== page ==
Thursday, November 3, 2011

Ideas for libraries?

We had a guest speaker last night at my Library Science class.  She talked with great enthusiasm about all the wonderful ways that libraries could and should be using technology and social media.  The talk started with her request (more like a demand, actually) that we all give our "elevator speech"; a very brief self-introduction that would "sell" our skills and potential assets.  Also, apparently "Google is now your resume."  If you're not visible on the Internet, you are unhireable.  Then she went on to talk about all the wonderful iPhone apps she uses, how Starbucks, hackerspace, and TED talks are stealing business from libraries.  Her mantra for the evening seemed to be "Why isn't the library doing that?"

While I agree that libraries should use technology and online trends (like social networking) to bring in more patrons and help them do/learn/find what they need, I resent and reject the idea that everyone must be connected in these ways.  If people want to be on Twitter, or have a blog, or create or use apps, that's fine, and the library should support that.  But it should not expect or require patrons or staff to do so.

After class, I was giving my friend E a ride home.  We talked about how this culture of technology and social media and "selling" yourself is not what we want.  We are intelligent, informed women, and we would be perfectly happy to be married, stay at home, cook, garden, and care for children.  Being a housewife does not preclude us from being smart, or from being valuable assets to any organization.  Just because we choose not to hang our names all over the internet, just because we choose not to be tethered to a smart phone or an iPad or any other device, does not mean we are not qualified to work with or for those who do so choose.*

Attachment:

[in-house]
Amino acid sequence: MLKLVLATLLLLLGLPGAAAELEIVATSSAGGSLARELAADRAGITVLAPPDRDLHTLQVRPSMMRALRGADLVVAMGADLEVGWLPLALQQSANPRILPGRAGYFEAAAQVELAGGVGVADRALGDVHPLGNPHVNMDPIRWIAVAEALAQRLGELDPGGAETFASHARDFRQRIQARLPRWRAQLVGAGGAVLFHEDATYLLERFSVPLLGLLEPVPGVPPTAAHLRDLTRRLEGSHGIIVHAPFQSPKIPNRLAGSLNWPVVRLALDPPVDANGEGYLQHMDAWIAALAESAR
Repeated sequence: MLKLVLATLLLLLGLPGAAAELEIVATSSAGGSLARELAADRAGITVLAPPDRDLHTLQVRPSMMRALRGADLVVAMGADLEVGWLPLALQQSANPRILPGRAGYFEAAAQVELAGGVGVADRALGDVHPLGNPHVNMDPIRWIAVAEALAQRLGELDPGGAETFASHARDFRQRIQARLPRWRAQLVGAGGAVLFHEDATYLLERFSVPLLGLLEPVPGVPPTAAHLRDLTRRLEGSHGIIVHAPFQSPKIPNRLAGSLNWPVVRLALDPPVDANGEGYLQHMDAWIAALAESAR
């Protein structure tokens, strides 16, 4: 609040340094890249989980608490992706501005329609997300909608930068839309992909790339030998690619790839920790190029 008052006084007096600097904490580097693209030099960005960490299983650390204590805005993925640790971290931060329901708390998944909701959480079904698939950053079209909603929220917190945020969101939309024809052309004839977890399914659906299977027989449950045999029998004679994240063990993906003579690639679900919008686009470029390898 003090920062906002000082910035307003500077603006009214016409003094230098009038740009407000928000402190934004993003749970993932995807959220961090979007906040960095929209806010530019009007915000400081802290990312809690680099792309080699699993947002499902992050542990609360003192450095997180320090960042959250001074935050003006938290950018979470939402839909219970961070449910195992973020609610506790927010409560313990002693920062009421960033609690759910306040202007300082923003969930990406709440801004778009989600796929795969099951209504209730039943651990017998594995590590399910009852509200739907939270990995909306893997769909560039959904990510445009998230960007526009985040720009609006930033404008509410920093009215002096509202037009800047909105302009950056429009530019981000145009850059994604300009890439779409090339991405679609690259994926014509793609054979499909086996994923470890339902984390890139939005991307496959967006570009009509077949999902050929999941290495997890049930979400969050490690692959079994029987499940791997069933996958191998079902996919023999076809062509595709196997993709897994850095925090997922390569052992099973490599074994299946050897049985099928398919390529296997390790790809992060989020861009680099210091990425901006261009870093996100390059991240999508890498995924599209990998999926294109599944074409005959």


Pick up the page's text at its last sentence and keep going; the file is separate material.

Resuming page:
Our culture is trying to tell us that we must be connected, we must be visible, we must be extroverted.  I reject these values.  I was particularly angered by the "elevator speech" idea, although I did manage to come up with something to say.  What I wanted to say, though, was this: "Hi, I'm Laura C., and I am not the type to initiate conversation in an elevator.  Thank you."

This isn't all about me, either.  While E and I choose not to identify with the tech culture, there are others who are excluded from it based on economic and linguistic barriers.  It's fine to include apps and social media in a library's repertoire of services, but the minute those high-class projects start taking funding and staff hours away from more basic services that benefit under-served patrons, it's a BIG PROBLEM.  Who needs our help more, the Abercrombie-wearing teenager whining about how the library should have an app for that, or the single mom trying to learn English so she can get a job?  Seriously.  Let's get our priorities straight here.

*Yes, I appreciate the irony inherent in my using a blog to discuss this issue.  Thanks.


  1. Happy sigh. I love you.

  2. Thanks, Laura. -e
    I did some more thinking on this after I got home, and I think that perhaps the part of this talk we need to focus on (which got swallowed up a bit since so much content was covered) is finding the right contributor, because each individual can't do it all. If one librarian is attempting to understand all the media outlets and interests of an entire community, it's too much. But maybe spread across a staff, it could get done. That's what I'm choosing to focus on. Teamwork! :p